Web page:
"Really disappointed," Mir said after the race. "At the end I’m not happy. We made a bad start. Then I lost a couple of positions. I need to work a little more on the starts. It’s difficult to maintain our position. Then when all the bikes were more or less in line I started to overtake some riders. I was behind Smith who made a super good start. In turn 9 he slowed down a lot and I tried to overtake him in that point and I lost the front."

New normal for Moto2

While MotoGP were getting their first taste of action in 2020, it was a restart for the Moto2 and Moto3 classes at Jerez. That had been somewhat peculiar affair for the smaller classes, especially for Moto2, given that they found themselves racing just after sunset, with much better grip conditions, instead of in the heat of the day, as had originally been scheduled before the MotoGP race had been canceled.

The radically different grip at Jerez shook out a couple of the surprise runners at Qatar. Joe Roberts had been a star in the opening round in the desert, but on track rendered greasy by the Andalusian heat, Roberts struggled, finishing outside the points. Bo Bendsneyder, another surprise package in Qatar, had exactly the same problem.

Tetsuta Nagashima, on the other hand, proved his victory in Qatar was no anomaly. The Japanese rider couldn't match the pace of Sky VR46' Luca Marini, but the Red Bull KTM rider finished second, and now has a comfortable lead in the championship. Marini and Jorge Martin had both struggled with front tire choice at Qatar, but both riders came good in Jerez, Marini taking victory while Martin crossed the line in third. Sam Lowes finished fourth, a strong result after missing the race in Qatar with a shoulder injury.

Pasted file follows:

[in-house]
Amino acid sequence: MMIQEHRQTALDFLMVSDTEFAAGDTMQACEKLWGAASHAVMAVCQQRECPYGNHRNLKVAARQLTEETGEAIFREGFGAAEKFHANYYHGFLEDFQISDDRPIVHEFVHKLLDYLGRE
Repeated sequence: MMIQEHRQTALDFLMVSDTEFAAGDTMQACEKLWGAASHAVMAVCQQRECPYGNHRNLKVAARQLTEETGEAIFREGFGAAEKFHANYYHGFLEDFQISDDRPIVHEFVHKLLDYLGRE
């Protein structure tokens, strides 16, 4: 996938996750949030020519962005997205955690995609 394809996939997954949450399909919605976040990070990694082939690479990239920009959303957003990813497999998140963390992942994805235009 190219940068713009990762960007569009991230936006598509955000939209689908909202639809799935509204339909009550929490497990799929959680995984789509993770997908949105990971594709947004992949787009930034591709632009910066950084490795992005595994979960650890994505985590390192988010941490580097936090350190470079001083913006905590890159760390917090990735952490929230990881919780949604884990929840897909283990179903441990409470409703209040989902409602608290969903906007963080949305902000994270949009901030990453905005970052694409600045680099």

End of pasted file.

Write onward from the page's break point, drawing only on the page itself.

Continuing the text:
Some semblance of normality appears to have returned to the Moto2 championship. The real surprise is Aron Canet, who finished fifth in Jerez, improving on his eighth place in his Moto2 debut at Qatar. The Aspar rider has adapted to Moto2 with impressive speed.

Asia rising

The Moto3 class nearly saw a repeat of the podium at Qatar, but John McPhee tried a little too hard into the final corner, putting himself on the outside on the exit of Turn 13, where he was nudged off track and into the gravel. Albert Arenas and Ai Ogura did return to the podium, Arenas taking his second win in a row, and now with a clear lead in the championship. Arenas is looking exceptionally solid in 2020, managing the Jerez race methodically and cleverly.

Ogura's second-place finish at Jerez, coming on top of third at Qatar, is illustrative of the strong cohort of Japanese riders currently in the lower classes. Ogura, Tatsuki Suzuki, Ayumi Sasaki, and Yuki Kunii all emerged through the Asia Talent Cup, the Dorna-backed series created as a pathway into Grand Prix racing for riders from Asia. With Ogura comfortably second in the Moto3 standings, it seems fair to say that has succeeded.


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Comments

I recall a race during the last third of the 2019 season where Binder still had a shot at the title. On the grid, the look in his eyes said it all - he was going to do whatever it took to win the race. Which he did. He wasn't crouching next to his bike with shades on doing some kind of meditation, or nodding away to some jamming music on his iPod while hiding his eyes. He was just staring at the end of the start/finish straight with a clear expression for any and all to see. Easily discernible. Plus he's humble. Until the helmet goes on.

Even when it comes to shoulder injuries, Marquez steals the spotlight over Rins. Lots of conclusions being made about how Marc is out of the championship. Some forget the strength of his will. Even if it is aligned with ego. Will have to wait and see how his recovery pans out. Remember the old saying, "never count out the doctor?" Just substitute a different goat. Marquez loves a challenge.

Marini's comments in parc ferme about winning the race on Friday were very interesting. Intelligent and experienced crew behind him.

Another great writeup, Mr. Emmett. Thanks.

Thanks David! You have been a busy bee indeed. Wow.

Addendum?